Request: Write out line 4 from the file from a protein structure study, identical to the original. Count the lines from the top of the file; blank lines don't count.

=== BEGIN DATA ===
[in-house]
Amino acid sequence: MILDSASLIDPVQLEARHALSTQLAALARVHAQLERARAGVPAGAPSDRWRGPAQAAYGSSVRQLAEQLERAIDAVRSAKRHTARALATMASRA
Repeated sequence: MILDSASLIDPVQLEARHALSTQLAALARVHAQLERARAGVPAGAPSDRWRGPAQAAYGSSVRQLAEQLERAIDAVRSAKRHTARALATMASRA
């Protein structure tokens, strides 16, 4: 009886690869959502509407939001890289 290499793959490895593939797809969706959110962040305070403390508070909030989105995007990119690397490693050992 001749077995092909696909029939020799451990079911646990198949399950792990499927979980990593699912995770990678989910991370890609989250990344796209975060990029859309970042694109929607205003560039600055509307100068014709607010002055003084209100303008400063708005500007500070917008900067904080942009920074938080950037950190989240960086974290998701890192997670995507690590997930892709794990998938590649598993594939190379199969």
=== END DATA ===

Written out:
């Protein structure tokens, strides 16, 4: 009886690869959502509407939001890289 290499793959490895593939797809969706959110962040305070403390508070909030989105995007990119690397490693050992 001749077995092909696909029939020799451990079911646990198949399950792990499927979980990593699912995770990678989910991370890609989250990344796209975060990029859309970042694109929607205003560039600055509307100068014709607010002055003084209100303008400063708005500007500070917008900067904080942009920074938080950037950190989240960086974290998701890192997670995507690590997930892709794990998938590649598993594939190379199969």